Grid References

Why when I enter a 10 figure grid reference is it truncated to less accurate 6 figure reference

A bug. Clearly the programmers have no idea of how the locality resolution on iSPot is supposed to work. We have asked for this to be fixed. But this is primarily with the Latitude and Longitude: we dont use the Grid Reference in southern Africa, so I was not aware that the problem extended to this as well.

There is also a bug with the Longitude rounding off illogically and then not being editable.
Bug #114

My understanding was that the old iSpot presented GRs as 6 figures, but stored them as 10 (or as accurate lat+lon figures, so if you zoom in on the location map you get to the right place). Has this changed? (I looked at an old observation of mine, and a new one by someone else of the same species at the same site, a few days back, and both looked OK, but I may not have zoomed in enough for problems to show.)

No! The old iSpot recorded them to as many decimal places as you recorded them to. They were variable if you used the map: a way out map only produced one or two decimal places, a heavily zoomed in map took you to 6 or 8 decimal places, and if you entered it as text it stored everything (over 12 in some cases).

The point is that the number of decimal places is a record of the map accuracy. 1 decimal place = 10km, 2 = 1km, etc.
This is what the southern African community was told when we joined iSpot and we validated it. You can see the details here -
DAMN it does not work. (the iSpot google search finds the old site pages - a real pain - it appears as if the old forum pages have not been moved over onto the new iSpot at all: we were assured that nothing would be lost, although the forum would not work, the pages would all be here. Clearly they are not.)

Tony, could you please ask “who ever” to send you a data dump of the old “Additions/Changes to the SANBI Dictionary” forum (hope I’ve got the forum name correct). I would like to have a copy of the additions that I gave. At the time I felt that they were stored on Ispot and thus could reference at any time. Now I have no clue what I have already indicated and what still needs to be added. I have tried to find it but just get that this page does not exist.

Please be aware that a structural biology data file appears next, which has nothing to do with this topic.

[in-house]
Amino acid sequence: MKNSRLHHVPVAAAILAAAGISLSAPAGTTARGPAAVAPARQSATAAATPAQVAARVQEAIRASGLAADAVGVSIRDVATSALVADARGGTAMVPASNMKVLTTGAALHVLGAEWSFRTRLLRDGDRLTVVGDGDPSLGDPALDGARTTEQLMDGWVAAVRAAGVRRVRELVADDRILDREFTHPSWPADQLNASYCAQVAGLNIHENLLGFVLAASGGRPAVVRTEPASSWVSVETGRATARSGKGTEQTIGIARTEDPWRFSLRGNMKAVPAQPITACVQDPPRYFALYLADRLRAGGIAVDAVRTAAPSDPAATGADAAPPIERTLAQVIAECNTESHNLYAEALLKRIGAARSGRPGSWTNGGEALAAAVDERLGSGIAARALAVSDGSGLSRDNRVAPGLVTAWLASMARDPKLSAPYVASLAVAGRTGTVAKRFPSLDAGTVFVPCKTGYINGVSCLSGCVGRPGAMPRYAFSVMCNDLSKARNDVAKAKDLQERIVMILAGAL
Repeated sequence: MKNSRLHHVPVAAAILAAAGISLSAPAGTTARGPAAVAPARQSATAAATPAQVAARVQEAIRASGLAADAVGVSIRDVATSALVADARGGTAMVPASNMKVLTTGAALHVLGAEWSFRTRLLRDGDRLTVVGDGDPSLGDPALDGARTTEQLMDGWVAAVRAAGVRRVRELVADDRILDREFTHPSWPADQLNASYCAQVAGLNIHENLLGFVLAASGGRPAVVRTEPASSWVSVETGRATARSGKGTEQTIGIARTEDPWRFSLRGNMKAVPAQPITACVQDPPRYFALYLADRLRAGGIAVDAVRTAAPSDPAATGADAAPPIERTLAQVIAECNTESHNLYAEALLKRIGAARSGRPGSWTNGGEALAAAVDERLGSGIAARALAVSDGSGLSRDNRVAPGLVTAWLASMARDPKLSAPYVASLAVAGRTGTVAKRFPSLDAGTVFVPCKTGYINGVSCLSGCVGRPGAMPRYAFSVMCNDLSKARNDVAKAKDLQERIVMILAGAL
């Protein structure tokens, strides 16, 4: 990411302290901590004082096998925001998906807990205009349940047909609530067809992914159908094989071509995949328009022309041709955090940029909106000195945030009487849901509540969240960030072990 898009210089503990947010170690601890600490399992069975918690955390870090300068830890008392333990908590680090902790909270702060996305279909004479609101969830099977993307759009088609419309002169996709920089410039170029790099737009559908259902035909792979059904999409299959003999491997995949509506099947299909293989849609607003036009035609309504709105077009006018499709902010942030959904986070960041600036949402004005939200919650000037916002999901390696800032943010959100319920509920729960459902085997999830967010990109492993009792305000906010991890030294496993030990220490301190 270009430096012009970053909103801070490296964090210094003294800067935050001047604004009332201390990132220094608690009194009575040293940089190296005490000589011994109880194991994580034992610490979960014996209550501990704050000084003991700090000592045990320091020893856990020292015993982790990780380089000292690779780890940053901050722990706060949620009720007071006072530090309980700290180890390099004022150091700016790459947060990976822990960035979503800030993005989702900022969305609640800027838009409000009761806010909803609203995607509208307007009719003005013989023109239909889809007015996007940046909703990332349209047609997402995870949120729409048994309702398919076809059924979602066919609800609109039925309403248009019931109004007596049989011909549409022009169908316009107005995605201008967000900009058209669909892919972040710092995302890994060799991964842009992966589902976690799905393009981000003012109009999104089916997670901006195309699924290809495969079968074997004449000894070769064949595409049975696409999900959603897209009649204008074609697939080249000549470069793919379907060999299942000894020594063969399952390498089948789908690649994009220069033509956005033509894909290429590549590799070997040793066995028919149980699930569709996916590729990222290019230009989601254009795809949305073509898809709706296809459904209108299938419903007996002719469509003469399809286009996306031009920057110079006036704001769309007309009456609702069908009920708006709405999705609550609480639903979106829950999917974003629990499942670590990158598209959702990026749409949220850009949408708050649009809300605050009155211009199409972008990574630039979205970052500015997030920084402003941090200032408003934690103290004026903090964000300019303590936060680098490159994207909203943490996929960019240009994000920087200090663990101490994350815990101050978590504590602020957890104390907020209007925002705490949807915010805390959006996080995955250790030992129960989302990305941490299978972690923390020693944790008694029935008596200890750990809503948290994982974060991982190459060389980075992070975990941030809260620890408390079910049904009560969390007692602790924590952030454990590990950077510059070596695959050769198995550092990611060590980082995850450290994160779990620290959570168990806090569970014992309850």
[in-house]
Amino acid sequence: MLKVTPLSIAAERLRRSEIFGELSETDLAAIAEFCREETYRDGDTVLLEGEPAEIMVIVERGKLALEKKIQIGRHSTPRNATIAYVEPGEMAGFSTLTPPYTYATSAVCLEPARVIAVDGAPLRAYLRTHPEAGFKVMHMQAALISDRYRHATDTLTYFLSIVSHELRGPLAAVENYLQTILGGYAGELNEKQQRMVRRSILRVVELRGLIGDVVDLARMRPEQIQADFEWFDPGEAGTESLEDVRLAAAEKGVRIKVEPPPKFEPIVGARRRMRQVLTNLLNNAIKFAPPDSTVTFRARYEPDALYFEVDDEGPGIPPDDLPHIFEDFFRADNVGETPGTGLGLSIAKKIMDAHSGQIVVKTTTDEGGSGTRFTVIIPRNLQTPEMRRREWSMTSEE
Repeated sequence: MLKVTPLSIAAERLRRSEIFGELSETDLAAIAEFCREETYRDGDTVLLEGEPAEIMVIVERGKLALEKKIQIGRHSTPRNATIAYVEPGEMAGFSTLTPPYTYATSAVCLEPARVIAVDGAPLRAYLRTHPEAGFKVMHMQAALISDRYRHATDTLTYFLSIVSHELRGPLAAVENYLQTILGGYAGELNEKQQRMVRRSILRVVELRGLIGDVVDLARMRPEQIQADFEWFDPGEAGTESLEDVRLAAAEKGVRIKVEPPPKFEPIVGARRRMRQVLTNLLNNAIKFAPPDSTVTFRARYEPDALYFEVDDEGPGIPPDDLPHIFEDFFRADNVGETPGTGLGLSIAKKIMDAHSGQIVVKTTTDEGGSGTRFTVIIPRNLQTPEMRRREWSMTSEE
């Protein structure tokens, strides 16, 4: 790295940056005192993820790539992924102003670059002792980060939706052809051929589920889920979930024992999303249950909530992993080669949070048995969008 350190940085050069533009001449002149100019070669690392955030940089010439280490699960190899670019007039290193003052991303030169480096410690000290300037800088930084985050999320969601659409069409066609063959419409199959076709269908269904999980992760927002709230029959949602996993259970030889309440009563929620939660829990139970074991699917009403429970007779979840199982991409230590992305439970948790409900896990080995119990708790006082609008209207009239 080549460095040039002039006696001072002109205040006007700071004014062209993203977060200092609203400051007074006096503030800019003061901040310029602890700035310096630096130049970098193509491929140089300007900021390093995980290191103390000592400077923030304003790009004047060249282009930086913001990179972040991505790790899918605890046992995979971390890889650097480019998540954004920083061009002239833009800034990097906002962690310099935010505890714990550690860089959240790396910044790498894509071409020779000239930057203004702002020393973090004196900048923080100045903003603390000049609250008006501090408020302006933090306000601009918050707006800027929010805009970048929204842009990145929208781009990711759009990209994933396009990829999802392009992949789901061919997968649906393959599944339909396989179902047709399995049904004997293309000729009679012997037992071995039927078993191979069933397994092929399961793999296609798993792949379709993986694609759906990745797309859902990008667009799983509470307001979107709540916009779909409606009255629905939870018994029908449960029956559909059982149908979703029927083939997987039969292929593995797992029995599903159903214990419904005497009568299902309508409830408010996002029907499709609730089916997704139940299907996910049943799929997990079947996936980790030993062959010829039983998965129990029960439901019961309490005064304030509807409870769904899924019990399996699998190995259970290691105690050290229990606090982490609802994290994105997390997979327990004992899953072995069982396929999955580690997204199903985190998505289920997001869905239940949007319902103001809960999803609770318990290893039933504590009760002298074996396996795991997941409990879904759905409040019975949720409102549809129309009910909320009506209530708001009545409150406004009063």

There does seem to be a bug with OS grid reference entry at the moment where four-figure references (perhaps the most common level of resolution I see used for biological recording) get converted into a six figure grid reference - often in the neighbouring grid square.

Ideally the system should capture the location at the resolution you have recorded at. If you really have taken the trouble to record at 10 figure (1m) accuracy (and that is a lot of trouble since conventional GPS devices and GSP in typical smart phones usually have a +/-5m uncertainty) then it is a shame to throw your efforts away.

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I use 10 figure references, with the argument that the ten figure reference will (on average) be nearer to the true location than a reference rounded to 8 figures. I work on the assumption that people know that there is a 3m-10m uncertainty, depending on conditions.

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I am confused here. I never add Grid Refs to my observations. I put the precise spot in the SatPic if I’m fussy, the map if not.